Kampala, Uganda | THE INDEPENDENT | The Covid-19 pandemic had a devastating impact on the fight against HIV, TB and malaria in 2020. This is according to a new report released by the Global Fund on Wednesday.
The report shows that while some progress was made, key programmatic results have declined for the first time in the history of the Global Fund.
“To mark our 20th anniversary, we had hoped to focus this year’s results report on the extraordinary stories of courage and resilience that made possible the progress we have achieved against HIV, TB and malaria over the last two decades,” said Peter Sands, Executive Director of the Global Fund.
“But the 2020 numbers force a different focus. They confirm what we feared might happen when COVID-19 struck.”
According to the report, in 2020, the number of people treated for drug-resistant TB in the countries where the Global Fund invests dropped by a staggering 19%, with those on treatment for extensively drug-resistant TB registering an even bigger drop of 37%.
The number of HIV-positive TB patients on antiretroviral treatment as well as TB treatment dropped by 16%. The report also highlights significant declines in HIV testing and prevention services for key and vulnerable populations who were already disproportionately affected.
Compared with 2019, people reached with HIV prevention programs and services declined by 11% while young people reached with prevention services declined by 12%.
Mothers receiving medicine to prevent transmitting HIV to their babies dropped by 4.5% while HIV testing also dropped by 22%, holding back HIV treatment initiation in most countries.
Interventions to combat malaria appear to have been less badly affected by COVID-19 than the other two diseases.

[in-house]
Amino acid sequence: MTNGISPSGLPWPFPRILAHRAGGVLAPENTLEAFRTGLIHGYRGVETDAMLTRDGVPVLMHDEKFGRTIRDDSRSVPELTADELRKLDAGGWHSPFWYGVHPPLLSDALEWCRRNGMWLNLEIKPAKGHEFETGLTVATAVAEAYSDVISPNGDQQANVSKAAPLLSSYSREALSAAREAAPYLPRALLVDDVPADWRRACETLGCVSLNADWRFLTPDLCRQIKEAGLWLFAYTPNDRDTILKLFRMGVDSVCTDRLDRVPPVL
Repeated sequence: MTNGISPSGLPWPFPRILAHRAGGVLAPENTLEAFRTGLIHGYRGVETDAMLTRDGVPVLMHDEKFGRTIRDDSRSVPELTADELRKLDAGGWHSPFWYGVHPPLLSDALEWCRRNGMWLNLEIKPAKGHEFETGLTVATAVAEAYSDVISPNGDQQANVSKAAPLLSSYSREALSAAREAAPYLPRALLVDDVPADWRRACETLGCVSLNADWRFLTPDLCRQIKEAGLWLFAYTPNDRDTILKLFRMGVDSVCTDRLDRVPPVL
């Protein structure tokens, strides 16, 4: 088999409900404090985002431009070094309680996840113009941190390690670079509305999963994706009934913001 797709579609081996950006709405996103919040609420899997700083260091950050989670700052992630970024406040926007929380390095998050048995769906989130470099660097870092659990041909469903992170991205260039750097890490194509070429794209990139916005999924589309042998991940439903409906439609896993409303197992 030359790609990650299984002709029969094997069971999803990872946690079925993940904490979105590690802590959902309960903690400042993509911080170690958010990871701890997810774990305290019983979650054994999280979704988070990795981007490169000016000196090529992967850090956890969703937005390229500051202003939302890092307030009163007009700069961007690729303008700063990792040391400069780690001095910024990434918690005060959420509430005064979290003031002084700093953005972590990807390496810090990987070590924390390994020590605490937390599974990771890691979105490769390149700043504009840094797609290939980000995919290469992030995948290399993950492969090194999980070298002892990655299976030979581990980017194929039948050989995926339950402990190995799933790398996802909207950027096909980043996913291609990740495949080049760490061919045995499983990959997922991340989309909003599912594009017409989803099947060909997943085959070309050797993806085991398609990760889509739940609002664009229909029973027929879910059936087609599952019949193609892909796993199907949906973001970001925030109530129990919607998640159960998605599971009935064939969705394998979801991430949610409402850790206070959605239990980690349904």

The report highlights that prevention activities for malaria remained stable or increased compared to 2019 since community health workers came in handy to supply mosquito nets and distribution of anti-malarial.
The number of mosquito nets distributed increased by 17%, structures covered by indoor residual spraying increased by 3%. In 2020, 11.5 million pregnant women received preventive therapy.
However, suspected cases of malaria tested fell by 4.3%.
In terms of financial contributions, the fund reports having disbursed US$4.2 billion in 2020 to continue the fight against HIV, TB and malaria and strengthen systems for health. They also approved an additional US$980 million in funding to respond to COVID-19.
As of August 2021, the Global Fund had approved a total of US$3.3 billion to more than 100 countries to adapt lifesaving HIV, TB and malaria programs, provide critical tests, treatments and medical supplies, protect front-line health workers and urgently reinforce fragile systems for health.
Key results for 2020 in countries where the Global Fund invests the report highlights up to 1.9 million people received lifesaving anti-retroviral therapy for HIV, an 8.8% increase compared to 2019 despite COVID-19.
7 million people were reached with HIV prevention services in 2020 whereas 7 million people were treated for TB. 94,000 children in contact with exposed TB patients also received preventative therapy.
When it comes to interventions into malaria, 188 million mosquito nets were distributed to protect families from malaria, a 17% increase compared to 2019.